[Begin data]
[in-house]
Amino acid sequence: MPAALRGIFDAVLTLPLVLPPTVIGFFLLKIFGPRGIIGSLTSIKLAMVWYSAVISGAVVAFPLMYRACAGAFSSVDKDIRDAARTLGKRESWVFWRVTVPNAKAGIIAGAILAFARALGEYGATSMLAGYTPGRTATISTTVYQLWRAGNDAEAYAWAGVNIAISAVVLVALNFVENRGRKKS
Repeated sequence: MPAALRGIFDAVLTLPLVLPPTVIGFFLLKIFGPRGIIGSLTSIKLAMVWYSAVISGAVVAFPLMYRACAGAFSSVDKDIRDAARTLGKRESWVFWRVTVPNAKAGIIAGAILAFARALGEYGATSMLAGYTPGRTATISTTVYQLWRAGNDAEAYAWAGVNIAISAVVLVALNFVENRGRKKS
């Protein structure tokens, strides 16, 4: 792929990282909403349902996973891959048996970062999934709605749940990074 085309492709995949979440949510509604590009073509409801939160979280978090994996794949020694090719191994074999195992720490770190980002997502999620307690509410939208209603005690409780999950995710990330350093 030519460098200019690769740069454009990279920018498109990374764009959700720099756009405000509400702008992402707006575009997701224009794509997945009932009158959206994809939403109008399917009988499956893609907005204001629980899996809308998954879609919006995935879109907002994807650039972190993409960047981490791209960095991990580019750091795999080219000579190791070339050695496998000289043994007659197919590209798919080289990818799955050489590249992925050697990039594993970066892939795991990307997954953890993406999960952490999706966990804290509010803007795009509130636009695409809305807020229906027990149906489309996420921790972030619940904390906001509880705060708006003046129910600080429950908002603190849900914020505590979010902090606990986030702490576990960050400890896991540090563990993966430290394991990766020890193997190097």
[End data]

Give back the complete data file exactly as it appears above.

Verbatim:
[in-house]
Amino acid sequence: MPAALRGIFDAVLTLPLVLPPTVIGFFLLKIFGPRGIIGSLTSIKLAMVWYSAVISGAVVAFPLMYRACAGAFSSVDKDIRDAARTLGKRESWVFWRVTVPNAKAGIIAGAILAFARALGEYGATSMLAGYTPGRTATISTTVYQLWRAGNDAEAYAWAGVNIAISAVVLVALNFVENRGRKKS
Repeated sequence: MPAALRGIFDAVLTLPLVLPPTVIGFFLLKIFGPRGIIGSLTSIKLAMVWYSAVISGAVVAFPLMYRACAGAFSSVDKDIRDAARTLGKRESWVFWRVTVPNAKAGIIAGAILAFARALGEYGATSMLAGYTPGRTATISTTVYQLWRAGNDAEAYAWAGVNIAISAVVLVALNFVENRGRKKS
């Protein structure tokens, strides 16, 4: 792929990282909403349902996973891959048996970062999934709605749940990074 085309492709995949979440949510509604590009073509409801939160979280978090994996794949020694090719191994074999195992720490770190980002997502999620307690509410939208209603005690409780999950995710990330350093 030519460098200019690769740069454009990279920018498109990374764009959700720099756009405000509400702008992402707006575009997701224009794509997945009932009158959206994809939403109008399917009988499956893609907005204001629980899996809308998954879609919006995935879109907002994807650039972190993409960047981490791209960095991990580019750091795999080219000579190791070339050695496998000289043994007659197919590209798919080289990818799955050489590249992925050697990039594993970066892939795991990307997954953890993406999960952490999706966990804290509010803007795009509130636009695409809305807020229906027990149906489309996420921790972030619940904390906001509880705060708006003046129910600080429950908002603190849900914020505590979010902090606990986030702490576990960050400890896991540090563990993966430290394991990766020890193997190097």